Founded in 2009, homegrown music group The TENG Ensemble is known for its fusion style of music, inspired by Singapore heritage. Think folk ditties and National Day tunes such as Di Tanjong Katong, Chan Mali Chan and Munnaeru Vaalibaa, but with a contemporary spin and reinterpreted through a mix of Chinese and Western music instruments.
These will take centre stage tonight at the ensemble’s concert Stories from an Island City at the Esplanade Concert Hall and features original compositions accompanied by film and dance performances. The show, which is directed by Glen Goei, is the group’s latest major gig following two sold-out concerts in 2012 and 2013. Their impressive (and ever-growing) portfolio also includes playing at the Youth Olympic Games and Shanghai World Expo in 2010, and last year, they were even commended in Prime Minister Lee Hsien Loong’s National Day Rally speech for “[injecting] new elements into traditional culture”.
Made up of six members, Pipa player Samuel Wong, Sheng player Yang Ji Wei, guitarist James Fernando, sound artist Huang Peh Linde, countertenor Phua Ee Kia and cellist Gerald Teo, we chatted with The TENG Ensemble at the newly-opened, Peranakan-inspired Hotel Indigo Singapore Katong, where they shared about the importance of preserving Singapore heritage and what to expect at their next gig.
LSA: How would you describe The TENG Ensemble’s signature style of music, and how have audiences responded to it?
Samuel Wong: We take old local pieces and folk songs, and merge them with new and contemporary influences. We want to reinvent the music for a modern audience, while preserving these folk and heritage pieces so younger generations will know them in years to come.
Yang Ji Wei: Many of our fans find that our work creates a sense of nostalgia, and see it as an opportunity to introduce heritage songs to their children.
LSA: You’ve done everything, from a medley of Adele songs to a reinvented version of Malay folk song Semoga Bahagia. How do you come up with ideas for your music arrangements?
Huang Peh Linde: I’m the resident music producer and arrange all of our music. I usually start by imagining the sounds I’d want to hear and form a story around. For instance, if the song is about a day in a Malay kampong, I’d think of traditional Kompang drums, an accordion and street sounds, and try to translate that into music.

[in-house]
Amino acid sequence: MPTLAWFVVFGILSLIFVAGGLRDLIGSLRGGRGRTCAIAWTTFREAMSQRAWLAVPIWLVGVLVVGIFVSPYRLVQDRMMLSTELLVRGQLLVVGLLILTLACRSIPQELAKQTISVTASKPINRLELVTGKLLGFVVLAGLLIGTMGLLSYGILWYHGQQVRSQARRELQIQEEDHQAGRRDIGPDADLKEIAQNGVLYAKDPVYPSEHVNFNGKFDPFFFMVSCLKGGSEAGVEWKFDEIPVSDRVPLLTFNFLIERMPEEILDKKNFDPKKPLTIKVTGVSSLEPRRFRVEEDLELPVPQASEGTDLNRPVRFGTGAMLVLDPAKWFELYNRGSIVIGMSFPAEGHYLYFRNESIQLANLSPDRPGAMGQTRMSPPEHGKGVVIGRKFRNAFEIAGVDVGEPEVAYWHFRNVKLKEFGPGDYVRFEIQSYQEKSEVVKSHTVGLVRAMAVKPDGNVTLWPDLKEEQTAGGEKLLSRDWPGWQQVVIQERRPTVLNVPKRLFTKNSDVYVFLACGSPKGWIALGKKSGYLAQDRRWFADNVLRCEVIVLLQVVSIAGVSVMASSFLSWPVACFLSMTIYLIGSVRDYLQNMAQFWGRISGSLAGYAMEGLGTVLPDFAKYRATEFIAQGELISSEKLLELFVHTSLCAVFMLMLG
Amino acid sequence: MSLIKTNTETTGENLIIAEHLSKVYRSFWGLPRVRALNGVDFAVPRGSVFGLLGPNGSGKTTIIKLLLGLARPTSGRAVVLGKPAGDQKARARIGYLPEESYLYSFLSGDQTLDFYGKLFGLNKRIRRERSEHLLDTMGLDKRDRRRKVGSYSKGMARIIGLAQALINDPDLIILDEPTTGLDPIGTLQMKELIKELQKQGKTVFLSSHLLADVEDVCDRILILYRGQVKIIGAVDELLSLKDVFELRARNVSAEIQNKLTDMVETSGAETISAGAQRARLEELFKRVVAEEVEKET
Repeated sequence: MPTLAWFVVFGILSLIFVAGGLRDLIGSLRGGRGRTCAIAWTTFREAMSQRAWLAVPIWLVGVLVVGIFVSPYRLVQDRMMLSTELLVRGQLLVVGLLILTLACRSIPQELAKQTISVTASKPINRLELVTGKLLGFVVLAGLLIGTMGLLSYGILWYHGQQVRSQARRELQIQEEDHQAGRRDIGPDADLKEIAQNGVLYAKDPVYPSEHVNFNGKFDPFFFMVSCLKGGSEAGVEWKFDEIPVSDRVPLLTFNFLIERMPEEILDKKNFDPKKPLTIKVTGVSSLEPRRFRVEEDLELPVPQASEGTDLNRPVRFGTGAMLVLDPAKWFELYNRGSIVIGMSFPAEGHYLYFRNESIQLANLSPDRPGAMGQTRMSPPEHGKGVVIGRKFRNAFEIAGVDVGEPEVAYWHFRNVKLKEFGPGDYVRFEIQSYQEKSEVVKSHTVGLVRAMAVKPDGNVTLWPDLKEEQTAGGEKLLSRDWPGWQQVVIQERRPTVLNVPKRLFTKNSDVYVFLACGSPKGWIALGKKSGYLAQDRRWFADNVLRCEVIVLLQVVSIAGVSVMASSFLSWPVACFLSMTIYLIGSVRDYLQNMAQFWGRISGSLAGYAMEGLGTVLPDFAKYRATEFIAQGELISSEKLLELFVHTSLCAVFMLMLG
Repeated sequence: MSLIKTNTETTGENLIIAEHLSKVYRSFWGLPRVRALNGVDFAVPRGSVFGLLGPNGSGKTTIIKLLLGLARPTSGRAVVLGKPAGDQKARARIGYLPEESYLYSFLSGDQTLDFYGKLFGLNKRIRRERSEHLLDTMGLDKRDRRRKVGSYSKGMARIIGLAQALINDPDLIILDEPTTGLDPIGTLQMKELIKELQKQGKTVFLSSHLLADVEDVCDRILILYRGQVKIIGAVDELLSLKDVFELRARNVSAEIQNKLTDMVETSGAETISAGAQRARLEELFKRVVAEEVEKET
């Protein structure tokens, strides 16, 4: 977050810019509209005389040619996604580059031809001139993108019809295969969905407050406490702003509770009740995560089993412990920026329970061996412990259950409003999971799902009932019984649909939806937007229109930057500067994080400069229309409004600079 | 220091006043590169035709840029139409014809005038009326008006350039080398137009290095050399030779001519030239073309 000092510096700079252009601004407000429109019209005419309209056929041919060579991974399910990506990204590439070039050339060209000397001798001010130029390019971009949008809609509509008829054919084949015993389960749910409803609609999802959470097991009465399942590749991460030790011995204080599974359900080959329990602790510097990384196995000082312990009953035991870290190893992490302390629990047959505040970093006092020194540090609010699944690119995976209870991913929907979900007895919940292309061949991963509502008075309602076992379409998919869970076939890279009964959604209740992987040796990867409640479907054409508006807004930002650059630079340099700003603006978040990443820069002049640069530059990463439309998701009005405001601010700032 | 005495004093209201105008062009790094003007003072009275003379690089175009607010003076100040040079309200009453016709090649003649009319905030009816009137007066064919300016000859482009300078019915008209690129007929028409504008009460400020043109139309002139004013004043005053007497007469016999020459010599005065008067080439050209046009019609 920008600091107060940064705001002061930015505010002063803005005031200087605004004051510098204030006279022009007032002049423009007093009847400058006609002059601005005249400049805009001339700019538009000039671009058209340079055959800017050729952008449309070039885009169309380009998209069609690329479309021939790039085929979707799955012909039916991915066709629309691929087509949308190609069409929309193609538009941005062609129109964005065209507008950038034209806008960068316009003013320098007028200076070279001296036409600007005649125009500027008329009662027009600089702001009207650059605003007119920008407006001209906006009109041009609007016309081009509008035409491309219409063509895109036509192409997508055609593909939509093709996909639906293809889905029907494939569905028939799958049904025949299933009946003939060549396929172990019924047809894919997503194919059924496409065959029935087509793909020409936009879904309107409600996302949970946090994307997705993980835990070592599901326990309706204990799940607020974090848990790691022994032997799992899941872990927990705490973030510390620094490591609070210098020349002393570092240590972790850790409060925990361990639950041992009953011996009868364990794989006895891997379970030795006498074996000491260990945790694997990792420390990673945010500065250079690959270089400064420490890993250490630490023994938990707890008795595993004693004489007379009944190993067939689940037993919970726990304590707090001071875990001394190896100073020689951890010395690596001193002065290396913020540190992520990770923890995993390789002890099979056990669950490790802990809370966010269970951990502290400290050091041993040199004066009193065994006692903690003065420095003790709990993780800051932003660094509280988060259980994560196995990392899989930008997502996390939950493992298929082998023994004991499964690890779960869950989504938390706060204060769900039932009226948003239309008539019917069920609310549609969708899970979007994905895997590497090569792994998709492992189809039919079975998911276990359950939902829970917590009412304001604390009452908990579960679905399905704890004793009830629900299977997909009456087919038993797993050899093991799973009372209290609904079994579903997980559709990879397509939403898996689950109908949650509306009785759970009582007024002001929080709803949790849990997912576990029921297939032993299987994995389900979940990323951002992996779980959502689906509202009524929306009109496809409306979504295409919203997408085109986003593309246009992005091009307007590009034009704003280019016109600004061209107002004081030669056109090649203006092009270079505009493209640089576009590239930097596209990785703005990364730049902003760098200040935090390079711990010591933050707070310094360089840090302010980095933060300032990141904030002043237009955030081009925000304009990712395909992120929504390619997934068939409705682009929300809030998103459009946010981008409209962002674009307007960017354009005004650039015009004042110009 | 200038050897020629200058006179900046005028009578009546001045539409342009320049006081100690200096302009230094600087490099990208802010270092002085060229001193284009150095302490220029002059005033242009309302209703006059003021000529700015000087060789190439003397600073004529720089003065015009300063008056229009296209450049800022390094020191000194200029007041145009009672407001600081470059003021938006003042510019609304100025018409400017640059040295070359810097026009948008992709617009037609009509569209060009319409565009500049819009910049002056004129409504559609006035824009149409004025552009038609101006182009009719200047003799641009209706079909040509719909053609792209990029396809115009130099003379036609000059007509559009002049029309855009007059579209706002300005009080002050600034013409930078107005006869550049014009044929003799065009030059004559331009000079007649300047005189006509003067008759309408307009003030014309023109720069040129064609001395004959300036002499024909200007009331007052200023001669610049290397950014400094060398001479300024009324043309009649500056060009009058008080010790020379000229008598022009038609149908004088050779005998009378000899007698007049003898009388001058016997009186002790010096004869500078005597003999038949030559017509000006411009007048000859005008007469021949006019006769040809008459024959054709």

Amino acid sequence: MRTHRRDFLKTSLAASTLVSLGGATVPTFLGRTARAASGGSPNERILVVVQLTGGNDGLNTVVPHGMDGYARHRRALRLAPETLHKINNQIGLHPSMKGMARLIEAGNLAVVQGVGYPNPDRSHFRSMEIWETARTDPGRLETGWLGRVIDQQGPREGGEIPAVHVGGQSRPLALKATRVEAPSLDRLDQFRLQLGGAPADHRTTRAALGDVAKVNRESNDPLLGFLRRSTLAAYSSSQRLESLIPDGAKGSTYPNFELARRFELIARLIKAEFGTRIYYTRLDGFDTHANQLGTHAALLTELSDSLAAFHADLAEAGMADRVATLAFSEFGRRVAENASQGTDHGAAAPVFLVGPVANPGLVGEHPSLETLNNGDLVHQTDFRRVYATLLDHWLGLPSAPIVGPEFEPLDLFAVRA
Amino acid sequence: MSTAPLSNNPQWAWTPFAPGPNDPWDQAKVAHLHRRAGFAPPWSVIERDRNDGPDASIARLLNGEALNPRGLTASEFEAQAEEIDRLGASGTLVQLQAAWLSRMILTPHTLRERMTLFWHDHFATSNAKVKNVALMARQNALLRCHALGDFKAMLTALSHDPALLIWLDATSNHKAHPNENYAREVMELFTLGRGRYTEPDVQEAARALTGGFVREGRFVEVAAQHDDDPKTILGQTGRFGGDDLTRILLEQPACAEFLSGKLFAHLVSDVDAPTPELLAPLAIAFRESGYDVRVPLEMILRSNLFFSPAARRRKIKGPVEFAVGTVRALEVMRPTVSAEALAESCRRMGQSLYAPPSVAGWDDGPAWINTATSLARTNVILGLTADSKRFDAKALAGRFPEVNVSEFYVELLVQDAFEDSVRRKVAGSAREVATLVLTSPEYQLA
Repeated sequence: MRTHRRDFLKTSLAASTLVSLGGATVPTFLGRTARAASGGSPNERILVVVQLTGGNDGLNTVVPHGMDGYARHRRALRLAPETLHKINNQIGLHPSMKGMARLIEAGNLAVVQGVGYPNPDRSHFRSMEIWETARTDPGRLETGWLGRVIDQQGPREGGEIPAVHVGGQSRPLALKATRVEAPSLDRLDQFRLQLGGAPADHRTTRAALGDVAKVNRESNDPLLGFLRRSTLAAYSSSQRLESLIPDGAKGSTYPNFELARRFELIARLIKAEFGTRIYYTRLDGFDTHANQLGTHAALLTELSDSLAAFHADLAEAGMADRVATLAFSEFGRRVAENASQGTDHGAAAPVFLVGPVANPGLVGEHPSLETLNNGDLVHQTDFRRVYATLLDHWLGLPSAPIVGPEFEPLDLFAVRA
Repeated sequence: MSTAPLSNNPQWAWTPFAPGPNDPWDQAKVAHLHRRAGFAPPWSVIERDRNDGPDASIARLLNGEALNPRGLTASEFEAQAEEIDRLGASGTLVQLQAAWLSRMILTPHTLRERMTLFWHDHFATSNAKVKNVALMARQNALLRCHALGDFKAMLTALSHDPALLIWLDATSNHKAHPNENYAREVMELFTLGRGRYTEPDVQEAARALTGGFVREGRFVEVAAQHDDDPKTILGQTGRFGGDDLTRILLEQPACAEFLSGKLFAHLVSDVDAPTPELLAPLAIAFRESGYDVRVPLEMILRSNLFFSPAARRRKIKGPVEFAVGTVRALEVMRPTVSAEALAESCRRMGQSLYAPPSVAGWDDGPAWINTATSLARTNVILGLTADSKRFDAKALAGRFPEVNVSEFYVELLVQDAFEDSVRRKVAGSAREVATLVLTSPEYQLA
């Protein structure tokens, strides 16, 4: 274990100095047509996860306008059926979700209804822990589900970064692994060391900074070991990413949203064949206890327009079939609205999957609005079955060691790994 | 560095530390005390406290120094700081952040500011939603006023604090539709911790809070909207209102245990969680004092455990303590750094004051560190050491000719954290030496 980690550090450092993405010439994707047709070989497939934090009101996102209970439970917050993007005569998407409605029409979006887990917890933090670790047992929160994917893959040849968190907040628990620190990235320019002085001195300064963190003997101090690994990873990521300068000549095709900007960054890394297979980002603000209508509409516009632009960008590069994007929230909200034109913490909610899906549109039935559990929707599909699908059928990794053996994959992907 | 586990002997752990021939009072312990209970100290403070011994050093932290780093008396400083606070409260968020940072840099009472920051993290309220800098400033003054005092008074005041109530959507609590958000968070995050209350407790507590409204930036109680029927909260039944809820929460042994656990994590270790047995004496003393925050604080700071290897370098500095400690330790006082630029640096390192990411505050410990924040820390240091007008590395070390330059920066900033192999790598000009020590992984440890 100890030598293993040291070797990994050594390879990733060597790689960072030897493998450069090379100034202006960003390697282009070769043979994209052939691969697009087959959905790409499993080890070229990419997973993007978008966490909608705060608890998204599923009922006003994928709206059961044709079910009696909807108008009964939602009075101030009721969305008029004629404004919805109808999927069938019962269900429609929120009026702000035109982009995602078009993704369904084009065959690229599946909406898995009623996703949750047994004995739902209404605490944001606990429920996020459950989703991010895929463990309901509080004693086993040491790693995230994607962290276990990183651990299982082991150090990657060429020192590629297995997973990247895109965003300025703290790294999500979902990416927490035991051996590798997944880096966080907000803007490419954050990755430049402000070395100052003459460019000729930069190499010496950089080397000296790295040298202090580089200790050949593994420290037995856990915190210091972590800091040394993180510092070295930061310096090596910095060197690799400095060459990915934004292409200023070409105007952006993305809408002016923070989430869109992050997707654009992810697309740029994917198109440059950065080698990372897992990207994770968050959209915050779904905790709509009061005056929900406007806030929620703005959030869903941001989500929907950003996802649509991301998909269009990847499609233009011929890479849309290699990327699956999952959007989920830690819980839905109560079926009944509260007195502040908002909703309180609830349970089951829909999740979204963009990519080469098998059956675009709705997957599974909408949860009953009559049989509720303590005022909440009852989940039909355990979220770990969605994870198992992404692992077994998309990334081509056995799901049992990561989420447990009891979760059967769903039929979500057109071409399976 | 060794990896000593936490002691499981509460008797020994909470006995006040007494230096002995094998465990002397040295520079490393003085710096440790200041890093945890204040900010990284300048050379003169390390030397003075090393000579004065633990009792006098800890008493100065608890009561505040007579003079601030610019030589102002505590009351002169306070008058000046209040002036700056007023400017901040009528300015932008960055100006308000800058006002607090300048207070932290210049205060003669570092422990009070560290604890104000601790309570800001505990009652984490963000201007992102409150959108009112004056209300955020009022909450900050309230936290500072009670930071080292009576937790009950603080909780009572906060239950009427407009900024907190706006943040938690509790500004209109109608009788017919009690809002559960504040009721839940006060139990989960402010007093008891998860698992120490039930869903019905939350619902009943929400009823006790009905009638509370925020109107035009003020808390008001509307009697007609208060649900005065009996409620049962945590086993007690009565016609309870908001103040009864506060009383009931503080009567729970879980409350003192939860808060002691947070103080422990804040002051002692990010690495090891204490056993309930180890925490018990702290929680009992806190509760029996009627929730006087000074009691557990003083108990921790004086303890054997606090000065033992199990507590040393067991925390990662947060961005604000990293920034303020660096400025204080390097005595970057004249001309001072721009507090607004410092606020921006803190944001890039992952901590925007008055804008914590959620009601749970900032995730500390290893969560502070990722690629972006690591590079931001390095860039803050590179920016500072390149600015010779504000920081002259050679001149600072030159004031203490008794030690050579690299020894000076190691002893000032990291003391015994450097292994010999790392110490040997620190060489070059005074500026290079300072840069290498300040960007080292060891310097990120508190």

Samuel Wong: We want to strike a balance in the type of songs we create. Besides heritage aspect, we’re doing an Evolution series of songs — like the one we did with Adele’s hits — to showcase the capability of our ensemble. We have quite a number of Evolution songs in the pipeline.
LSA: Do you have any special rituals before going onstage?
Phua Ee Kia: I might have the most unsociable way of preparing myself. On the performance day, I try not to talk or sing, otherwise my voice gets tired — it’s not like most instruments or voices where, the more you warm up, better it gets. My [countertenor voice] is a little more fragile, so I try not to talk until the performance. Sometimes I feel like a hermit in a corner! But that’s part and parcel of delivering my best during the concert.
LSA: What’s your most memorable experience as a performer?
Gerald Teo: I can’t pick just one, but I’ve really enjoyed our international performances. Sharing our music with a global audience is a great feeling. We recently came back from a 12-day tour in Hong Kong, where we worked with a singer called Vincy Chan. That was quite memorable.
James Fernando: I just joined the ensemble in March, but I really enjoyed the trip to Hong Kong too. It’s nice to know that the music we play, touches people. We also performed at this year’s Star Awards ceremony, which was wonderful.
LSA: What can audiences expect from your upcoming concert?
Samuel Wong: We’ll be showcasing 10 original songs, which draw inspiration from Singapore folk songs and old pieces which were popular here in the past. It will be a mix of unique sounds with featuring familiar tunes like Chan Mali Chan and Di Tanjong Katong, which have been reinvented and reworked.
Gerald Teo: I’ll be performing a solo piece — a folk tune, which is in an awkward key that’s not very suitable for the cello, which makes it quite exciting. I’ll be keeping the song a secret until the concert.